A charming, warm and evocative tale, told in two time frames, this is the second in the Tales from Goswell’ series set in Cumbria. Eleanor’s story starts in 1918, while Marin’s although not dated, feels as though it is set in the present. The two tales are connected, by more than the walled garden that remains a constant from one time to the next; both Marin and Eleanor are experiencing loss and attempting to make sense of the world around them. The focus on the time immediately after the First World War gives a fascinating insight into some of the difficulties faced by men and women trying to find a sense of normality. The Hatton’s from ‘The Vicar’s Wife’, the first in the series, also appear in Marin’s story. This sweet, engaging tale, has a darker edge, however the focus on forgiveness and hope that weaves through both time frames, creates a moving and enjoyable read. ~ Liz Robinson
Marin Ellis is in search of a new start after her father and his second wife die in a car accident, and at thirty-seven she is made guardian of her fifteen-year-old half-sister Rebecca. They leave Hampshire for the picturesque village of Goswell on the Cumbrian coast, and settle into Bower House on the edge of the village church property. When a door to a walled garden captures Rebecca's interest, Marin becomes determined to open it and discover what is hidden beneath the bramble inside. She enlists the help of local gardener Joss Fowler, and together the three of them begin to uncover the garden's secrets. In 1919, nineteen-year-old Eleanor Sanderson, daughter of Goswell's vicar, is grieving the loss of her beloved brother Walter, who was killed just days before the Armistice was signed. Eleanor retreats into herself and her father starts to notice how unhappy she is. As spring arrives, he decides to hire someone to make a garden for Eleanor, and draw her out of - or at least distract her from - her grief and sorrow. Jack Taylor is in his early twenties, a Yorkshire man who has been doing odd jobs in the village, and when Eleanor's father hires him to work on the vicarage gardens, a surprising - and unsuitable - friendship unfolds.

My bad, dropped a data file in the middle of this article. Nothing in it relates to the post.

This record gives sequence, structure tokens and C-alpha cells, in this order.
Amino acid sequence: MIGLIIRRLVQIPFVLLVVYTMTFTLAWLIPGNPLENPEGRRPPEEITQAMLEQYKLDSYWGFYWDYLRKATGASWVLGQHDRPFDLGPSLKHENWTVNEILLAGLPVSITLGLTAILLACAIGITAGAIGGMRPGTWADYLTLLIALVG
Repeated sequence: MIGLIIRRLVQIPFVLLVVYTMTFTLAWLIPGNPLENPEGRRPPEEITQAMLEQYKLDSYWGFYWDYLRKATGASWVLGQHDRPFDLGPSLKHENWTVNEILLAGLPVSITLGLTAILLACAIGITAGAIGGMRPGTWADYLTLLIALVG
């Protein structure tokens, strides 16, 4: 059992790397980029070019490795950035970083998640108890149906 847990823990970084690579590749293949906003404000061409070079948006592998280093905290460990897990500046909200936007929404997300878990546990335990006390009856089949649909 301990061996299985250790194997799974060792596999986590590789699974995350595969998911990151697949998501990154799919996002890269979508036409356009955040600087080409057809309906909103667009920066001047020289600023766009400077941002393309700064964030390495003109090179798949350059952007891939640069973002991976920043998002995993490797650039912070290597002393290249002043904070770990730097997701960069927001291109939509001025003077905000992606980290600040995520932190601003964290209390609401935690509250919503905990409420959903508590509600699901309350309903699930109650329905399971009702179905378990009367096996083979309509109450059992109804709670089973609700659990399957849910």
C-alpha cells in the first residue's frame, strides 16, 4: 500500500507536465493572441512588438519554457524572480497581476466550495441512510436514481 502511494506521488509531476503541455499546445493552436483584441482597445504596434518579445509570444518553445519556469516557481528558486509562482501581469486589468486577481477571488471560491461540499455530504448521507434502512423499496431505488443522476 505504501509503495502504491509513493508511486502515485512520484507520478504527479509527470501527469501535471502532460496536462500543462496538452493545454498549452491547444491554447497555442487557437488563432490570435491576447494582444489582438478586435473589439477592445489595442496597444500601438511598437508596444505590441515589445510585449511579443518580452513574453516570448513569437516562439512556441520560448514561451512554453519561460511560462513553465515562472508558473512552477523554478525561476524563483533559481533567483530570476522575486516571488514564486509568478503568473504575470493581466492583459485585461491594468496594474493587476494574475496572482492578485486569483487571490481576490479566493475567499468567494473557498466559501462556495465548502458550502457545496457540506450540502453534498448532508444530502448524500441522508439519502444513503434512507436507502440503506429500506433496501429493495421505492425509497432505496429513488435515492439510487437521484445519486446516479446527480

In addition to our Lovereading expert opinion some of our Reader Review Panel were also lucky enough to read and review this title. You can click here to read the full reviews.
'Katharine Swartz can do no wrong. The Lost Garden navigates loss and hope with Swartz's deft hand and unflinching ability to tell a quiet story so well it resonates in the heart for a long, long while after the final page.' -- Megan Crane, USA Today
'Bestselling author of Once More With Feeling and I Love the 80s Katharine Swartz always delivers a beautifully written, deeply emotional read. The Lost Garden is a touching and tragic novel, and yet ultimately it is a story of both hope and redemption.' -- Maisey Yates, USA Today Bestselling author of Part Time Cowboy
Publication date: 15/05/2015
Publisher: Lion Fiction an imprint of Lion Hudson Plc
|Publication date:||15th May 2015|
|Publisher:||Lion Fiction an imprint of Lion Hudson Plc|
|Genres:||Reader Reviewed Books, eBook Favourites, Family Drama, Historical Fiction,|
|Categories:||Modern & contemporary fiction (post c 1945),|
After spending three years as a diehard New Yorker, Katharine Swartz now lives in the Wales with her husband, their five children, and a Golden Retriever. She enjoys such novel things as long country walks and chatting with people in the street, and her children love the freedom of village life—although she often has to ring four or five people to figure out where they’ve gone off to. She writes women’s fiction as well as contemporary romance under the name Kate Hewitt, and whatever the genre she enjoys delivering a compelling and intensely emotional ...More About Katharine Swartz